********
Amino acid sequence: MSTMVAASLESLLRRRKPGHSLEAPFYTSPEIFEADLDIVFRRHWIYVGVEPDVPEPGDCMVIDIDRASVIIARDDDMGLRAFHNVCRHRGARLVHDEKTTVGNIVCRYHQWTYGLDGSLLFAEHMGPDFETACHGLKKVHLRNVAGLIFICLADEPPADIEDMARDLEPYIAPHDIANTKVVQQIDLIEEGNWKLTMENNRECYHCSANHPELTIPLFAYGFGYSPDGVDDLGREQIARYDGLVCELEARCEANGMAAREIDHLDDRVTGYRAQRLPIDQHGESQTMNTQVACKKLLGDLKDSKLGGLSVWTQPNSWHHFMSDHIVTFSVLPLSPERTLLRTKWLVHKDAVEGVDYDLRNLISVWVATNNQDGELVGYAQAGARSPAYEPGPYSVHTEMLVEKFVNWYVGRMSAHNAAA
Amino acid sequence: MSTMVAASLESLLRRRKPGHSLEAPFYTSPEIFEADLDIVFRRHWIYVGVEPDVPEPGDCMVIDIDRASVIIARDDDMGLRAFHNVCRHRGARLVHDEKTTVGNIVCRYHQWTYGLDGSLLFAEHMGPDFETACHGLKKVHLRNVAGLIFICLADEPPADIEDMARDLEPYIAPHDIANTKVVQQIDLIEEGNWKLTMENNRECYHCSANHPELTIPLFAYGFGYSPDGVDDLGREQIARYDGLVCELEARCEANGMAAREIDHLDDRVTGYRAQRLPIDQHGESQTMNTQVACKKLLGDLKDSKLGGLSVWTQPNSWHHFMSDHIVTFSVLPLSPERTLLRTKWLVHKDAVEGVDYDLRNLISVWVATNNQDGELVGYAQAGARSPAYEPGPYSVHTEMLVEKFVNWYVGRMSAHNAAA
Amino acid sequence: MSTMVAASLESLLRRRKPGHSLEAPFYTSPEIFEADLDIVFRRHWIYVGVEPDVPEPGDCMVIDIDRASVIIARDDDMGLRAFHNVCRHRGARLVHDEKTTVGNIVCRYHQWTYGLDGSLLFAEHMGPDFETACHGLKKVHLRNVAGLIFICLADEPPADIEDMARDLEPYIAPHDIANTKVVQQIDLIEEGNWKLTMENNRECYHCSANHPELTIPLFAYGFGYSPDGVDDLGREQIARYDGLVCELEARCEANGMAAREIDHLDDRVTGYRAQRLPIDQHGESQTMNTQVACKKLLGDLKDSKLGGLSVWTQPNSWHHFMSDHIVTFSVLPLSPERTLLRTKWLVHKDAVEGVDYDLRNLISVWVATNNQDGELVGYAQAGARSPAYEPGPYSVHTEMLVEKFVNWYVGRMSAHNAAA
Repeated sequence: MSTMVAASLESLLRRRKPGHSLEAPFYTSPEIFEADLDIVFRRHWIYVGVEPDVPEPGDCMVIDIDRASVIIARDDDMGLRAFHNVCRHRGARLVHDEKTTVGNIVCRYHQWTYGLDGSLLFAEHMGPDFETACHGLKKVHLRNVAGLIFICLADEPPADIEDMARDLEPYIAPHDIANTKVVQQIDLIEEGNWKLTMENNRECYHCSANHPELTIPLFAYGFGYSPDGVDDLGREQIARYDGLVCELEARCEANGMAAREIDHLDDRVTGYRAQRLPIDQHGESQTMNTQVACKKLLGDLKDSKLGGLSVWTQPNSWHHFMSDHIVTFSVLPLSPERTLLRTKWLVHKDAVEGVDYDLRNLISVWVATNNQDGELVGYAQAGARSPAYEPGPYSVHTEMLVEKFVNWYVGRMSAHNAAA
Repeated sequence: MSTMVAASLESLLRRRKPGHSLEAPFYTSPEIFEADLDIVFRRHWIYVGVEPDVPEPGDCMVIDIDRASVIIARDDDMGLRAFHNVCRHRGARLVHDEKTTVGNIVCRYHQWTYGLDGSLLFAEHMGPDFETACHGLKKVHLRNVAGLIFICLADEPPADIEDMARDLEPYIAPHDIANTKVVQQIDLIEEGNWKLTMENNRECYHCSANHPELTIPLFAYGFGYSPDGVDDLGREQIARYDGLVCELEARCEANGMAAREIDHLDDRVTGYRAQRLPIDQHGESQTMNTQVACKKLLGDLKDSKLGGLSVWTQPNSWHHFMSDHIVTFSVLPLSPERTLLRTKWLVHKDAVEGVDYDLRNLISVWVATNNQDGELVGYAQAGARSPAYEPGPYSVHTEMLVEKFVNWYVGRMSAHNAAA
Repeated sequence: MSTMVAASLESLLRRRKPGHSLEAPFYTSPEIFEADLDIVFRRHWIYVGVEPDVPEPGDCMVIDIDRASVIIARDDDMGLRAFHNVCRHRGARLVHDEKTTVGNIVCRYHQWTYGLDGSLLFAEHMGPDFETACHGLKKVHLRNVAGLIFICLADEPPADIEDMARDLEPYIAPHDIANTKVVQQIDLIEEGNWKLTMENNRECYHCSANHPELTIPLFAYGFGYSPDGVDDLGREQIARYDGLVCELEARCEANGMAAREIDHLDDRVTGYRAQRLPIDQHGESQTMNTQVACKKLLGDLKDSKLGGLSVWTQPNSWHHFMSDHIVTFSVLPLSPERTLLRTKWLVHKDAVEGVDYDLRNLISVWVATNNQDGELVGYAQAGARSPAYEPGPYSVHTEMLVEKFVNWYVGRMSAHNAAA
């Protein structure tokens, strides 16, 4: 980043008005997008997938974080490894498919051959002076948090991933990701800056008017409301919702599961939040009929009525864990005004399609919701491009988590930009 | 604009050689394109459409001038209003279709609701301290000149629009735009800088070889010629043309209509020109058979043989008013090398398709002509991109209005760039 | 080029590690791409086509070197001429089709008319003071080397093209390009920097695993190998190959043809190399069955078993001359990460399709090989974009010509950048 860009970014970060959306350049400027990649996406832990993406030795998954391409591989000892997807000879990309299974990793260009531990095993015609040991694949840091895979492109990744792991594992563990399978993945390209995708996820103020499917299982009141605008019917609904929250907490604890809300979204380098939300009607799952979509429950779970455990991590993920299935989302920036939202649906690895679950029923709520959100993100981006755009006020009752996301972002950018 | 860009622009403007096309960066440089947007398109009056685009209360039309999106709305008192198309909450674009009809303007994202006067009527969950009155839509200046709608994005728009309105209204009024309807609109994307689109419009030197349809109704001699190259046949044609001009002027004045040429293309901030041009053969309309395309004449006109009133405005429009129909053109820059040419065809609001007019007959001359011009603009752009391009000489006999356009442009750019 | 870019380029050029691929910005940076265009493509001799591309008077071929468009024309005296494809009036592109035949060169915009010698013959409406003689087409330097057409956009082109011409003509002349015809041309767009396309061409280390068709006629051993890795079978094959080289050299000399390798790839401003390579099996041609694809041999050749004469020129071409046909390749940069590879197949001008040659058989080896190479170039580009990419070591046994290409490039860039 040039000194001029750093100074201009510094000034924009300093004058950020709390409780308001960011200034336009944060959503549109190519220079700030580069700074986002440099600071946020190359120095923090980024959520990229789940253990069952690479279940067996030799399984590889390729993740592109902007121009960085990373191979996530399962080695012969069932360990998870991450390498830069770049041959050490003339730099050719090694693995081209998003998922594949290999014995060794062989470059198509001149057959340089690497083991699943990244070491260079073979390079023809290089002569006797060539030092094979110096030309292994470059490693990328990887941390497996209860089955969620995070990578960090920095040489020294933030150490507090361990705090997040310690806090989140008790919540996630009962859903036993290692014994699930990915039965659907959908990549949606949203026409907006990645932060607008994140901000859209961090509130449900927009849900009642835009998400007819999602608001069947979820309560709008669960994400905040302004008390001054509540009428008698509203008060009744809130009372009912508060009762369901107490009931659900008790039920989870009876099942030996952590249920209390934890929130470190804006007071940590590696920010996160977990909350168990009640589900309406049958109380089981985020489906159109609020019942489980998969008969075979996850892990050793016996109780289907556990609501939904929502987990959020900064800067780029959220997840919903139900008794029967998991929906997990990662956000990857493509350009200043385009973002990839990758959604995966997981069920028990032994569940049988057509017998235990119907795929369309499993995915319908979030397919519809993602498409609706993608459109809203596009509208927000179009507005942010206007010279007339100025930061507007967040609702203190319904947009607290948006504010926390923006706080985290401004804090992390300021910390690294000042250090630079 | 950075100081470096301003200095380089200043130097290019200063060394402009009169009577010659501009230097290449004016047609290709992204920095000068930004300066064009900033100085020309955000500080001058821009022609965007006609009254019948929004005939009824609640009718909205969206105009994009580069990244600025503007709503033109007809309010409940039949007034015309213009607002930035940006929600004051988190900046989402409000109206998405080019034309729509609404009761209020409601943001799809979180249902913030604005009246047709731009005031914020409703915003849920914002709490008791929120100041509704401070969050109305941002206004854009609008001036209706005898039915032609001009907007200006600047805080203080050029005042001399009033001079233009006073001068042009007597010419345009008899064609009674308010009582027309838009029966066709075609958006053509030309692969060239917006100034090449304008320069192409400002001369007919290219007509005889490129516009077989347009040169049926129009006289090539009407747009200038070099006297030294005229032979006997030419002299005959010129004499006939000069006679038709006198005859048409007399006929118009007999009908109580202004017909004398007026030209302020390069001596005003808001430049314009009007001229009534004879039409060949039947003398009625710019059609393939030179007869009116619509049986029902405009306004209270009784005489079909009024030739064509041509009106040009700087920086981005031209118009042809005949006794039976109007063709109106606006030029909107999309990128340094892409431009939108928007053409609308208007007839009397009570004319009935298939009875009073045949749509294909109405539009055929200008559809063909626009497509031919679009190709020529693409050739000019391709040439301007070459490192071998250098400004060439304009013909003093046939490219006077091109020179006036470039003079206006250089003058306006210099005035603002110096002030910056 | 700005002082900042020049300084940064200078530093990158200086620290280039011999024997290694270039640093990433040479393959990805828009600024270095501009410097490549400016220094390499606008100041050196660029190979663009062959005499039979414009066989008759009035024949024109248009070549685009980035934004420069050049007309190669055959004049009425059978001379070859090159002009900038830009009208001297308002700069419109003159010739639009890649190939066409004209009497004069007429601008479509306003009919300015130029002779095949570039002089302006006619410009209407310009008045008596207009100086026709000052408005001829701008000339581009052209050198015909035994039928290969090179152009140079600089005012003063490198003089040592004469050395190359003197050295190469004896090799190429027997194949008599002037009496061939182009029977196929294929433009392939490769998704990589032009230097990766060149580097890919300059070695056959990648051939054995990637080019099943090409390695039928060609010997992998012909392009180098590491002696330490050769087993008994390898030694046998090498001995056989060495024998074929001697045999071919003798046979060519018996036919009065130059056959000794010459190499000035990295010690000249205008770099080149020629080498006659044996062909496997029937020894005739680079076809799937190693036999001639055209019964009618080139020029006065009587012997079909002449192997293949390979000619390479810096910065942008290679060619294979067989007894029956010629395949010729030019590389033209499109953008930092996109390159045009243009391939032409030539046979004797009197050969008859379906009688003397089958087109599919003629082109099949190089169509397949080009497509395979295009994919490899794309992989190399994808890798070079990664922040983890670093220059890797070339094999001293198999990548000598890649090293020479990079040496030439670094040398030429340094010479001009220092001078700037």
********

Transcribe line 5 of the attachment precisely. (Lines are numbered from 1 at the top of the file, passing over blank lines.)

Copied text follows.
Repeated sequence: MSTMVAASLESLLRRRKPGHSLEAPFYTSPEIFEADLDIVFRRHWIYVGVEPDVPEPGDCMVIDIDRASVIIARDDDMGLRAFHNVCRHRGARLVHDEKTTVGNIVCRYHQWTYGLDGSLLFAEHMGPDFETACHGLKKVHLRNVAGLIFICLADEPPADIEDMARDLEPYIAPHDIANTKVVQQIDLIEEGNWKLTMENNRECYHCSANHPELTIPLFAYGFGYSPDGVDDLGREQIARYDGLVCELEARCEANGMAAREIDHLDDRVTGYRAQRLPIDQHGESQTMNTQVACKKLLGDLKDSKLGGLSVWTQPNSWHHFMSDHIVTFSVLPLSPERTLLRTKWLVHKDAVEGVDYDLRNLISVWVATNNQDGELVGYAQAGARSPAYEPGPYSVHTEMLVEKFVNWYVGRMSAHNAAA